2633 Design Procedure

After the type of structural system and the span arrangement are decided, the design of suspension bridge superstructure is performed according to the procedure shown in Figure 26.10 [10]. Design Loads

Accurate evaluation of dead load is important in suspension bridge design because its contribution to the main components of the bridge is large. Design live load can be reduced from a probabilistic viewpoint with increasing span length and road width. The dynamic magnification due to running vehicles is usually negligible for design of the main cables, towers, and stiffening girder of a large suspension bridge owing to its long span and low natural frequencies.

The dynamic analysis is inevitable in seismic and wind-resistant design of flexible suspension bridges. Although the seismic forces induced in the superstructure are relatively small due to its long natural period, attention should be paid on possible large displacement of the stiffening girder and great forces transferred to the supports under seismic loading. Aerodynamic stability often dominates the design of a suspension bridge and some appropriate cures may be needed (cf. Chapter 9 of Section II) [11].

FIGURE 26.10 Design process of a suspension bridge superstructure. Copyright 2005 by CRC Press Main Cables

The final form of the main cable of a suspension bridge is a parabola. Sag/span ratio is determined to optimize construction cost of the entire bridge, and sometimes in consideration of the aerodynamic stability as it affects the dynamic characteristics of the entire structure. In general, the sag/span ratio is around 10 irrespective of span length.

As mentioned in Section 26.2.2, the parallel-wire cable is exclusively used in very long-span bridges, whereas the spiral ropes or LCRs have been sometimes adopted in moderate- or short-span suspension bridges. Hangers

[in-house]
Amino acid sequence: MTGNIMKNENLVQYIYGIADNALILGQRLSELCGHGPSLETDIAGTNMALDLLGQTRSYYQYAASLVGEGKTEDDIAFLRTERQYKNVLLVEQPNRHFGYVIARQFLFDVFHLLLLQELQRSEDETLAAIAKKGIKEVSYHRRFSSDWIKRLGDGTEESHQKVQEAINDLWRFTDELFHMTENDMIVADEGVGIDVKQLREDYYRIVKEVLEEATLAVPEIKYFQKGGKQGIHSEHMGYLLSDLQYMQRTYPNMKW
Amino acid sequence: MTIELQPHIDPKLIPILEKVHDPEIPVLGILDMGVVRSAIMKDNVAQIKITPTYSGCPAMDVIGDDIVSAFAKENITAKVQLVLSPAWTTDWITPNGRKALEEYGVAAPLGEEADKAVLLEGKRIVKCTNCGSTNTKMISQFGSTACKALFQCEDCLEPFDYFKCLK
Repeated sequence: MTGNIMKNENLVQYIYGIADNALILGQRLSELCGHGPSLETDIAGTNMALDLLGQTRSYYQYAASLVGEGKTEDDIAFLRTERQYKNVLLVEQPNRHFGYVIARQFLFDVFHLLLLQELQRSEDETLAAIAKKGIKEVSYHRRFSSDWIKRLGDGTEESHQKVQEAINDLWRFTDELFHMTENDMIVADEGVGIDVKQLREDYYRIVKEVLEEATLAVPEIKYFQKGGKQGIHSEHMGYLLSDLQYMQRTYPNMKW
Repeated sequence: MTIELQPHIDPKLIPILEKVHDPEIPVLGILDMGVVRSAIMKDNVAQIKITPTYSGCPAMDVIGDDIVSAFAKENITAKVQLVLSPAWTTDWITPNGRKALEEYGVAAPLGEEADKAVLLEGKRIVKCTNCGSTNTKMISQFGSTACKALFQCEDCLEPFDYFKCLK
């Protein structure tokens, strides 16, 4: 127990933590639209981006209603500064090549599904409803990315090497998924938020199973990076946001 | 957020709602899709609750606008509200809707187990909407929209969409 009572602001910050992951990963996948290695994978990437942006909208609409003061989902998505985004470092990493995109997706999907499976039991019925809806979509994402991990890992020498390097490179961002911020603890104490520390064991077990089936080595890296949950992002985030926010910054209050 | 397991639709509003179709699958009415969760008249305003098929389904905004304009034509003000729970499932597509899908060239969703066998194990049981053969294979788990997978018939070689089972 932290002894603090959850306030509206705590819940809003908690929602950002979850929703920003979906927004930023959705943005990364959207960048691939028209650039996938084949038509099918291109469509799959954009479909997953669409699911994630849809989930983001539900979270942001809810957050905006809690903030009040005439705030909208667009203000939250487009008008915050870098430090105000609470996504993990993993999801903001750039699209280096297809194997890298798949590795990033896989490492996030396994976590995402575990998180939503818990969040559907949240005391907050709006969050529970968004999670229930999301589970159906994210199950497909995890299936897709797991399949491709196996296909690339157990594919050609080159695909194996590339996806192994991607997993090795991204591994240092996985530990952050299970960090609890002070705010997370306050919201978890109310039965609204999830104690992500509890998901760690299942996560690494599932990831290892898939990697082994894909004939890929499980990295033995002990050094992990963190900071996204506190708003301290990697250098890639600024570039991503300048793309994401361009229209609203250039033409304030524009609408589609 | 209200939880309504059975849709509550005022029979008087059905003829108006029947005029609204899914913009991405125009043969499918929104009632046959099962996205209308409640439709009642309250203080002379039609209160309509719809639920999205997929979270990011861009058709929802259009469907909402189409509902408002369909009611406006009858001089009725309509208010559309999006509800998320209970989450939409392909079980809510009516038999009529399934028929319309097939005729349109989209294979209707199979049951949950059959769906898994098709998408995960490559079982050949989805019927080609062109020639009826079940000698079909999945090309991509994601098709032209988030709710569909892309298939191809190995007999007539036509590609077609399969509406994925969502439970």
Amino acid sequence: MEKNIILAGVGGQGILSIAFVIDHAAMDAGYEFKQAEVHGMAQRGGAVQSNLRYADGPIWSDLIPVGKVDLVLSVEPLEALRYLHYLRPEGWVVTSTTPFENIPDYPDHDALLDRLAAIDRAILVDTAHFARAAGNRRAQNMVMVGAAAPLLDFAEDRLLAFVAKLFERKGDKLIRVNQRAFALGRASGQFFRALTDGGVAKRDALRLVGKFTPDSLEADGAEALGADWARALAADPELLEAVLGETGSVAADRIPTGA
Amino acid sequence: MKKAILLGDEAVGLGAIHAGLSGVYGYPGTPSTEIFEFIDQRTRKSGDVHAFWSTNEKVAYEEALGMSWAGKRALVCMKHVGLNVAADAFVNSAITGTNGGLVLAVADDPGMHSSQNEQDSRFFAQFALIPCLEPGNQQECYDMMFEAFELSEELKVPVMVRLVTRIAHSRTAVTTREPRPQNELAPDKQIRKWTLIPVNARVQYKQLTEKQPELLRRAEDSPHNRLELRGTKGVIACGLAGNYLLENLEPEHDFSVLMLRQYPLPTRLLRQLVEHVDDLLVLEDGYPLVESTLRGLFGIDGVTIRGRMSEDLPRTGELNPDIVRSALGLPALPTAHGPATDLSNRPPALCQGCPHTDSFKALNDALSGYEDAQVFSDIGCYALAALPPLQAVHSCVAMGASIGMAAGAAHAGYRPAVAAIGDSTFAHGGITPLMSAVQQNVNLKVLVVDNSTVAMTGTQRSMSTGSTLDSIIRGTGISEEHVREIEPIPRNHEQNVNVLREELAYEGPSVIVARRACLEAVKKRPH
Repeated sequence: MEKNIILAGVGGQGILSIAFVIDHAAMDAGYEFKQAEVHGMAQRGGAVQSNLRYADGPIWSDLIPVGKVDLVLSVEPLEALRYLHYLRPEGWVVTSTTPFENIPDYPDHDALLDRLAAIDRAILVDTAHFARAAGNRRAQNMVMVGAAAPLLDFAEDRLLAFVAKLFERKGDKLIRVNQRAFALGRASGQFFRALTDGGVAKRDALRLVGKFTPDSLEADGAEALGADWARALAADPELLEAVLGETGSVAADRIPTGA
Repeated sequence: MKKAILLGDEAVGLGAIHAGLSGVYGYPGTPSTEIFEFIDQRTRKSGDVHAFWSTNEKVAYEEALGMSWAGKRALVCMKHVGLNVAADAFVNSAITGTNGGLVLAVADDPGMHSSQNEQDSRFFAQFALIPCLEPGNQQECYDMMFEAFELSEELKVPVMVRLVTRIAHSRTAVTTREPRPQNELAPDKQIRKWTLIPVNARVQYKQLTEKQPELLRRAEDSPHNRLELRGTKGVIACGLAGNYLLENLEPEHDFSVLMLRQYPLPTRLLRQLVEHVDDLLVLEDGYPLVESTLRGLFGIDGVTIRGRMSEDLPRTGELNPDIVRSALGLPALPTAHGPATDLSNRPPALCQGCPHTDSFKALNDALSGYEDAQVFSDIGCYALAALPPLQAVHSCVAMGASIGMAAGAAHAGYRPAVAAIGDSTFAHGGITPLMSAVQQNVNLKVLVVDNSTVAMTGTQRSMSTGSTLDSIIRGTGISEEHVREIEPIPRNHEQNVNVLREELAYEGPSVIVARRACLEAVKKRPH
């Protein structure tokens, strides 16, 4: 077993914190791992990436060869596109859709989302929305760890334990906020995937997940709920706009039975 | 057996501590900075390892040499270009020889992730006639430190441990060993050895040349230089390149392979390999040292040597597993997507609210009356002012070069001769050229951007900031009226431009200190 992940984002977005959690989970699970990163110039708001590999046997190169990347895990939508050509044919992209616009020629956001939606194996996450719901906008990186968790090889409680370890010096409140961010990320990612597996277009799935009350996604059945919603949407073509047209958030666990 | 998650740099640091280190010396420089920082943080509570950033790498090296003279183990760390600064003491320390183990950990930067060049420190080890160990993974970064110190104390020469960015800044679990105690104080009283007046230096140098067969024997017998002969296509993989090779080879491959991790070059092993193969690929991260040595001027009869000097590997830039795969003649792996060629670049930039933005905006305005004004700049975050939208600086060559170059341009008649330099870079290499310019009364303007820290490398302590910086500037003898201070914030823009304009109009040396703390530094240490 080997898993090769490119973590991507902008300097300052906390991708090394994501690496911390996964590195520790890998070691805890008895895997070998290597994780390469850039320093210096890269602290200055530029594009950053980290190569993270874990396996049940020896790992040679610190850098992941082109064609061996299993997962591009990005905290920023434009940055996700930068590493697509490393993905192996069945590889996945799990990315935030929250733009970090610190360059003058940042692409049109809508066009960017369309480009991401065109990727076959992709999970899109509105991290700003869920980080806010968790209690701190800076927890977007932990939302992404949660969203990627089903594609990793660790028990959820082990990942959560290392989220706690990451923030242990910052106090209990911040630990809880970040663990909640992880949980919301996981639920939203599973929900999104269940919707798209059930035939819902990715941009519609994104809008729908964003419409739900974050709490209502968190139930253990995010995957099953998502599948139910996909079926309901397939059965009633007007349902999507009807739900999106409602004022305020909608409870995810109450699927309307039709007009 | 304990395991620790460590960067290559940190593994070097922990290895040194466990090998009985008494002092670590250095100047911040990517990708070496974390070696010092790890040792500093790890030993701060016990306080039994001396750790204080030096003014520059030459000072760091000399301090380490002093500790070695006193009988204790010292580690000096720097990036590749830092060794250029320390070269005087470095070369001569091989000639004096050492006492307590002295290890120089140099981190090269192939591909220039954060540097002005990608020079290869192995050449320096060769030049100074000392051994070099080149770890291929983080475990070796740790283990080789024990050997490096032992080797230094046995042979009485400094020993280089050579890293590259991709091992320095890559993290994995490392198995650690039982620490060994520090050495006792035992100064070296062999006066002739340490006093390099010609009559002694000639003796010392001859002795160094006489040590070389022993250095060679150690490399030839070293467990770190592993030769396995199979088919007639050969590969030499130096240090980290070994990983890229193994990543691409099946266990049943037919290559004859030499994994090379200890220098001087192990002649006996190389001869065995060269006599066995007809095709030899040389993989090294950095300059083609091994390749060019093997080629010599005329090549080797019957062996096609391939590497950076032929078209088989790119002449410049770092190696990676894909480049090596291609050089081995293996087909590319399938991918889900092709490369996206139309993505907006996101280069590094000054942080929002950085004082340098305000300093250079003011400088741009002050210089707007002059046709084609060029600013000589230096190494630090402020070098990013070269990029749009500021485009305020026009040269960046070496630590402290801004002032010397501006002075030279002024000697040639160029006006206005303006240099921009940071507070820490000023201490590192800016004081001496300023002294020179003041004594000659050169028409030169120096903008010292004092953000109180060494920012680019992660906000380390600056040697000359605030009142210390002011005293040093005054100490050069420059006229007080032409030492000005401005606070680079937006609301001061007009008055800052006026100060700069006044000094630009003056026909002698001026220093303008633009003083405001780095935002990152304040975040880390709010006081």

Hanger cables are arranged to be either vertical or diagonal (forming a truss). The latter aimed at increasing the damping properties and stiffness of the structure, and was first adopted in the Severn Bridge in the United Kingdom in 1966, followed by two large suspension bridges in Europe. But it was abandoned afterwards due to the fatigue injuries in the Severn Bridge.

The spiral or strand ropes have been widely used on the hangers of suspension bridges. Exceptions are the LCRs as in the Little Belt Bridge in Denmark and the PWS in the latest Japanese suspension bridges (Akashi and Kurushima). The hangers are connected to the main cable either by pin or by laying around the cable. Main Towers

To meet the condition that the longitudinal movement of the main cable at the tower top should be theoretically allowed in a suspension bridge, towers are classified into rigid (saddle on rollers at the tower top), rocking (hinged at the tower base), and flexible types. Nowadays, the rocking type and flexible type are used in short-span and long-span bridges, respectively. In the case of the intermediate tower(s) of a multispan suspension bridge, the main cables may be fixed by anchoring them to the top of the rigid tower. The tower height above the deck is governed by the sag of the main cable.